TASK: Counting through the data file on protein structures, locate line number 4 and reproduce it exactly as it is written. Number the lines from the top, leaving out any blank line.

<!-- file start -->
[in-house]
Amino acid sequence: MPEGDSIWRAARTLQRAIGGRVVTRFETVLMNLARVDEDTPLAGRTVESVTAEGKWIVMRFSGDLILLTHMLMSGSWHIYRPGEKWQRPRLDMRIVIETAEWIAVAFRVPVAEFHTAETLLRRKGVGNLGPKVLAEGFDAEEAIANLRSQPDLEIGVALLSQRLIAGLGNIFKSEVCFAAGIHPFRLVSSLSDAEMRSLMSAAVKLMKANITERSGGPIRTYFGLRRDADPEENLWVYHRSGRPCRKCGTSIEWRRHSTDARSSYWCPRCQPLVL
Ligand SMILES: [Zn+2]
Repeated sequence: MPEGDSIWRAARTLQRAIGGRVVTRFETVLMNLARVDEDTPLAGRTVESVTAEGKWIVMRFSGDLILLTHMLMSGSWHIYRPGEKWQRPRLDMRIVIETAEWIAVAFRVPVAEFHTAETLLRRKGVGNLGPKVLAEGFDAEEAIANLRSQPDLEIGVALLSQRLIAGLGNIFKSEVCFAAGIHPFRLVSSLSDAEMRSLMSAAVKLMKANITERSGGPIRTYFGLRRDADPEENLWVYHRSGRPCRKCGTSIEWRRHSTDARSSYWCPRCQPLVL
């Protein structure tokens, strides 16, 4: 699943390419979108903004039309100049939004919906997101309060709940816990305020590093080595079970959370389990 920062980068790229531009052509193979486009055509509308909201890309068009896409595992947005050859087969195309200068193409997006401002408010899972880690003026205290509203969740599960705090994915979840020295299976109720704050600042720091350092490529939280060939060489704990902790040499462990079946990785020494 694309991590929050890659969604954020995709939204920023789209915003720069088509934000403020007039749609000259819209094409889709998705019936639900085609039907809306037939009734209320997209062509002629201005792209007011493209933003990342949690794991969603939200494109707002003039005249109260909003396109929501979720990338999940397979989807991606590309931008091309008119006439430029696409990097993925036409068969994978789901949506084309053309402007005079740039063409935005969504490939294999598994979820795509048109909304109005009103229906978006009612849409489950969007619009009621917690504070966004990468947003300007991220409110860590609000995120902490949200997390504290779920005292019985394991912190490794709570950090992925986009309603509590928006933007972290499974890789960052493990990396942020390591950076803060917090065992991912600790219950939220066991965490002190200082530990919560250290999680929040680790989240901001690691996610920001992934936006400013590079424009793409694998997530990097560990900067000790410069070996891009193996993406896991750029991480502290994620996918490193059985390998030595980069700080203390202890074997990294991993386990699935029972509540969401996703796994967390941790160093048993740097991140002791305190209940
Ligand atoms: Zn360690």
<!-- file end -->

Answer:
Repeated sequence: MPEGDSIWRAARTLQRAIGGRVVTRFETVLMNLARVDEDTPLAGRTVESVTAEGKWIVMRFSGDLILLTHMLMSGSWHIYRPGEKWQRPRLDMRIVIETAEWIAVAFRVPVAEFHTAETLLRRKGVGNLGPKVLAEGFDAEEAIANLRSQPDLEIGVALLSQRLIAGLGNIFKSEVCFAAGIHPFRLVSSLSDAEMRSLMSAAVKLMKANITERSGGPIRTYFGLRRDADPEENLWVYHRSGRPCRKCGTSIEWRRHSTDARSSYWCPRCQPLVL